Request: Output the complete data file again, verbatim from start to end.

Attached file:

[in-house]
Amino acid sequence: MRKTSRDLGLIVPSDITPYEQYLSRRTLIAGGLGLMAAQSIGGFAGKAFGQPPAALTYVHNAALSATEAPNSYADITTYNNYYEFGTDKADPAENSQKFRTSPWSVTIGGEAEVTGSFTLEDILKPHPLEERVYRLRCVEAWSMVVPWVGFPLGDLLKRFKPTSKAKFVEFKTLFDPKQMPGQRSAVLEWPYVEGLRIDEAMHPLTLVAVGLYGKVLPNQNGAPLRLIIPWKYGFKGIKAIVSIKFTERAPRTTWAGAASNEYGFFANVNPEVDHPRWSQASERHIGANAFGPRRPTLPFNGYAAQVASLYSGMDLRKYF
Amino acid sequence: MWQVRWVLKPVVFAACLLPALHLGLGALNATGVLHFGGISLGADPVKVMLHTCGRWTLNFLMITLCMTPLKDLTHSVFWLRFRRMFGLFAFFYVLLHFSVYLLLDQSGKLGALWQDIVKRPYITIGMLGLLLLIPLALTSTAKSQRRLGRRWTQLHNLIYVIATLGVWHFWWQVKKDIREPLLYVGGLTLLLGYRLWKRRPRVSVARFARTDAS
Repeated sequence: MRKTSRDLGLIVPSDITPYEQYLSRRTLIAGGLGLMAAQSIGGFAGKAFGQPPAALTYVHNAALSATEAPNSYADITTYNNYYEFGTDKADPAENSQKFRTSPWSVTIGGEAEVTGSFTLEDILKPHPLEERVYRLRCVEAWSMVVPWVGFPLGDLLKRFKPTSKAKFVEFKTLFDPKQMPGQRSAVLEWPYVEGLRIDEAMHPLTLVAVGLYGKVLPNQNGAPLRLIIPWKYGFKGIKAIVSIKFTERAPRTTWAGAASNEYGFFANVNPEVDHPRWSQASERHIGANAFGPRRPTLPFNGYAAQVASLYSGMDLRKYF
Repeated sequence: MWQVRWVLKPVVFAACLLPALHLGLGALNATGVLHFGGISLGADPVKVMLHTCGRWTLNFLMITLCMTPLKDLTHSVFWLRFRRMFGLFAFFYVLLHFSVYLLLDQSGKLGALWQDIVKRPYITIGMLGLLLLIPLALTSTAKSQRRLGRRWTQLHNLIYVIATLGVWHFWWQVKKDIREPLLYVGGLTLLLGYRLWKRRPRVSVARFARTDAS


[in-house]
Amino acid sequence: MRKTSRDLGLIVPSDITPYEQYLSRRTLIAGGLGLMAAQSIGGFAGKAFGQPPAALTYVHNAALSATEAPNSYADITTYNNYYEFGTDKADPAENSQKFRTSPWSVTIGGEAEVTGSFTLEDILKPHPLEERVYRLRCVEAWSMVVPWVGFPLGDLLKRFKPTSKAKFVEFKTLFDPKQMPGQRSAVLEWPYVEGLRIDEAMHPLTLVAVGLYGKVLPNQNGAPLRLIIPWKYGFKGIKAIVSIKFTERAPRTTWAGAASNEYGFFANVNPEVDHPRWSQASERHIGANAFGPRRPTLPFNGYAAQVASLYSGMDLRKYF
Amino acid sequence: MWQVRWVLKPVVFAACLLPALHLGLGALNATGVLHFGGISLGADPVKVMLHTCGRWTLNFLMITLCMTPLKDLTHSVFWLRFRRMFGLFAFFYVLLHFSVYLLLDQSGKLGALWQDIVKRPYITIGMLGLLLLIPLALTSTAKSQRRLGRRWTQLHNLIYVIATLGVWHFWWQVKKDIREPLLYVGGLTLLLGYRLWKRRPRVSVARFARTDAS
Repeated sequence: MRKTSRDLGLIVPSDITPYEQYLSRRTLIAGGLGLMAAQSIGGFAGKAFGQPPAALTYVHNAALSATEAPNSYADITTYNNYYEFGTDKADPAENSQKFRTSPWSVTIGGEAEVTGSFTLEDILKPHPLEERVYRLRCVEAWSMVVPWVGFPLGDLLKRFKPTSKAKFVEFKTLFDPKQMPGQRSAVLEWPYVEGLRIDEAMHPLTLVAVGLYGKVLPNQNGAPLRLIIPWKYGFKGIKAIVSIKFTERAPRTTWAGAASNEYGFFANVNPEVDHPRWSQASERHIGANAFGPRRPTLPFNGYAAQVASLYSGMDLRKYF
Repeated sequence: MWQVRWVLKPVVFAACLLPALHLGLGALNATGVLHFGGISLGADPVKVMLHTCGRWTLNFLMITLCMTPLKDLTHSVFWLRFRRMFGLFAFFYVLLHFSVYLLLDQSGKLGALWQDIVKRPYITIGMLGLLLLIPLALTSTAKSQRRLGRRWTQLHNLIYVIATLGVWHFWWQVKKDIREPLLYVGGLTLLLGYRLWKRRPRVSVARFARTDAS